Labour list MP Andrew Little has accused the Government of pressuring the police to reduce the number of prosecutions. This has been strong denied by the police and Government. Stuff reports Pressure to lower stats – MP:
Police were under government orders to “minimise” the number of domestic violence charges they lay to make crime statistics look good, Labour MP Andrew Little claimed yesterday.
But the claim has been strongly denied by both police bosses and the Government.
Family violence figures released yesterday by the University of Auckland’s Family Violence Clearinghouse show police charges for domestic violence offences dropped by up to 29 per cent from 2009/10 to last year.
And for the same period, the number of offences recorded by police fell by nearly 10,000.
But the number of investigations into family violence grew from 86,800 in 2010 to 95,100 incidents last year.
Little, a list MP and New Plymouth’s Labour Party candidate, said he believed the drop in family violence charges was due to the Government putting direct pressure on police to lower the crime statistics.
“What I have been told authoritatively is that front line police have been told to minimise the number of charges they lay.
“That is not just family violence but across the board. I’m told it’s not just domestic violence, it’s all forms of offending.
“I think that a combination of that and using police safety orders is what is showing up in the reduced number of charges in relation to domestic violence,” Little said.
Little has said similar in a media release:
Police are being instructed to charge fewer people in order to meet National’s crime reduction targets, Labour says.
“Front line police and others in the criminal justice system are telling us police have had pressure put on by senior officers to reduce the number of charges they lay to meet the Government’s targets,” Justice spokesperson Andrew Little says.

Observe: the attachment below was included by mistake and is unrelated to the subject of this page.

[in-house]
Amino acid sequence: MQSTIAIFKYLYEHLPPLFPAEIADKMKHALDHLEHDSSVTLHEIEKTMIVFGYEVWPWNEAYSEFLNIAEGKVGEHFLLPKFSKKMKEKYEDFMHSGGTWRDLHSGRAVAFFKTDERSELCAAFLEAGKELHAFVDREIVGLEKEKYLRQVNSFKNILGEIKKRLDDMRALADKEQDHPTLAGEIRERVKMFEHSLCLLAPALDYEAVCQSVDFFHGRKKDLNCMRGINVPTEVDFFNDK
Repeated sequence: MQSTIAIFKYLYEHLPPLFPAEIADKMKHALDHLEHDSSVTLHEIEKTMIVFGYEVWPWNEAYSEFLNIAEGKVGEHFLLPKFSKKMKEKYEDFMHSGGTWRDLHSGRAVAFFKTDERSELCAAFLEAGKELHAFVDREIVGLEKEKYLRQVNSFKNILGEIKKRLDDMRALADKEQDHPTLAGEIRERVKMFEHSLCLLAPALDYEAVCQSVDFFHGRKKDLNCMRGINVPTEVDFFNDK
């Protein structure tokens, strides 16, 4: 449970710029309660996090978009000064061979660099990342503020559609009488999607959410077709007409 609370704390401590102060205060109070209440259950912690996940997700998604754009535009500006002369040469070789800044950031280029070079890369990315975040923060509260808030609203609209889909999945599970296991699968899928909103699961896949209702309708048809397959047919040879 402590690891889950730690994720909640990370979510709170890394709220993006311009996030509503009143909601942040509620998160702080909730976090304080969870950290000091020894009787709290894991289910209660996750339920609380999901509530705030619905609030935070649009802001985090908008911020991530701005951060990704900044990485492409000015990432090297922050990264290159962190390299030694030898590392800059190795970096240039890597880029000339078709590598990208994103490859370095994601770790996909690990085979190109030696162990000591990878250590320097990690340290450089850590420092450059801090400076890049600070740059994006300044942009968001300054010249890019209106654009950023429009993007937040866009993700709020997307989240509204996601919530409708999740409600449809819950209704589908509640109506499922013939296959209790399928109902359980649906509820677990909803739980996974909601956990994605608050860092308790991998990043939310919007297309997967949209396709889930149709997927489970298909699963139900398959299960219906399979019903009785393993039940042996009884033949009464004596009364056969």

On Firstline this morning David Cunliffe support these claims. He said that no evidence was available to support the claims but that they had been told of the issue.
Cunliffe said he had no “solid proof” but it had been heard on the street.
Government says the claims are unfounded and outrageous.
Some scepticism is justified, especially leading into an election campaign.
This is a serious accusation. Labour should back up their claims with evidence or they risk being seen as indulging in ‘cry wolf’ politics.
In a speech in the weekend David Cunliffe promised a clean campaign with no smear politics.
That’s what I believe in.
That’s what Labour believes in.
That’s what we’re all fighting for.
And that’s why on September 20 we will win.
This election campaign should not be about dirty tricks or dodgy deals; smear campaigns or a personality cult.
We’re going to run a positive campaign because people matter most.
It’s not long ago Labour were complaining bitterly (with some justification) about a lack of evidence in claims about Donghua Liu donations. They were saying it was a smear campaign.
There’s still a need for the Opposition to hold Government to account, but unless they can provide a solid case that Government have been interfering in prosecutions this may look like a dodgy dirty smear attempt.